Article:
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Collection: Inoculants

Add nitrogen to your soil by inoculating your legumes with rhizobacteria!

Seed Inoculants for Legumes

What are inoculants?

Inoculants are beneficial bacteria that work to form the nitrogen-rich nodules found on legume roots. These bacteria, specifically rhizobacteria, do the work of taking nitrogen from the air and “fix” or concentrate it in root nodules which then slough off, adding nitrogen to the soil in a form plants can absorb. However, other naturally occurring bacteria compete with nitrogen-fixing rhizobacteria for a home on legume roots. That is why it is important to inoculate your seeds before planting, to ensure a high level of viable rhizobacteria when the seed germinates.

Properly inoculated legumes can generate up to 300 lbs of useable protein-based nitrogen per acre. Inoculating with rhizobacteria also significantly increases top and root growth in legumes, thus increasing organic matter, soil aeration, and soil stabilization. Use on raw legume seed and make sure you select the proper strain for that seed. If the seed says "Nitrocoated" it already has the inoculant coated on the seed and you do not need to inoculate. Many small seeds, such as clovers, are sold as nitrocoated, so all you need to do it plant them.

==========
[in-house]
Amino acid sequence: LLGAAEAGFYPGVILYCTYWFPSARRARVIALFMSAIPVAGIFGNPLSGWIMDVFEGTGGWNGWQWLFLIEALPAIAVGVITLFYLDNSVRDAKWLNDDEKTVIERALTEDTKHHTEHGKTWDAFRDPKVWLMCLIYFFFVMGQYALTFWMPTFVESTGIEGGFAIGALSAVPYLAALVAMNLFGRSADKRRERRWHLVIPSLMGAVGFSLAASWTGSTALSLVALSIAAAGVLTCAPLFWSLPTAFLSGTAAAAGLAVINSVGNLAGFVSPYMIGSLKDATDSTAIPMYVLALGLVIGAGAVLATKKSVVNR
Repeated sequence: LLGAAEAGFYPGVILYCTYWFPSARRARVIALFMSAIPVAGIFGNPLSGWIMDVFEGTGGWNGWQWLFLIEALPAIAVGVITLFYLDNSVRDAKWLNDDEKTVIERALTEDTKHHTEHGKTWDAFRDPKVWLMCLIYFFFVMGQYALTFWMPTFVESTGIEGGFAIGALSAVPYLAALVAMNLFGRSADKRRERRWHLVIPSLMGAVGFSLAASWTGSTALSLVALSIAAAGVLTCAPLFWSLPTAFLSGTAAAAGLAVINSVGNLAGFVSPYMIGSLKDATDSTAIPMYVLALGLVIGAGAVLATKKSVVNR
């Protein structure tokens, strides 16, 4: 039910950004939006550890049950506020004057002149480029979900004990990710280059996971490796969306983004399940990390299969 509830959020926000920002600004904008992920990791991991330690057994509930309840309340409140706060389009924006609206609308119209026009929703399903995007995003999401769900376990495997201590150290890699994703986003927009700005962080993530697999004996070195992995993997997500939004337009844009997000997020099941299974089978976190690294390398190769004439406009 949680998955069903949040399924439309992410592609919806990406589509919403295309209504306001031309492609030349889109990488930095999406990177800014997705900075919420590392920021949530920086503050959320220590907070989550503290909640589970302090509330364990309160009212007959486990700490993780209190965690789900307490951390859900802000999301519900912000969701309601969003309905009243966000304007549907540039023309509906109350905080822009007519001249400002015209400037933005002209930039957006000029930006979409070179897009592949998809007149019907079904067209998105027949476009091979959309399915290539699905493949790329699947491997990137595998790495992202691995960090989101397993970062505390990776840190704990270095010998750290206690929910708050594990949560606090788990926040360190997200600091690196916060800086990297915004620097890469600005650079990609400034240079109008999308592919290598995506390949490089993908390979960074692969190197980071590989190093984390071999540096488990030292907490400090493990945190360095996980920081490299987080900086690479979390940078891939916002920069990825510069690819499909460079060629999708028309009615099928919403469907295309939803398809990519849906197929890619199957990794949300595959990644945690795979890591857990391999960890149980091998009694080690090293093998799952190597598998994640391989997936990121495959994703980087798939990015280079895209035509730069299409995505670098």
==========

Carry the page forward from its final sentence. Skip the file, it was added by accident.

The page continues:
When should I use inoculants?

Use inoculant every time you plant any legume, even if you’ve inoculated that soil area before. Inoculants are live bacteria, so be sure to use it prior to the expiration date on the package. Use new inoculant when in doubt.

How do I inoculate seeds?

Just prior to sowing, put the seed in a bucket or barrel and moisten it a little with water so that the inoculant will stick to it. Another method is to use milk & molasses as a sticking agent (as well as to provide food for the bacteria). Sprinkle the inoculant onto the seed and mix thoroughly until the seed is well coated and make sure the seeds are not sitting in the sun. The seeds will turn black when properly covered.

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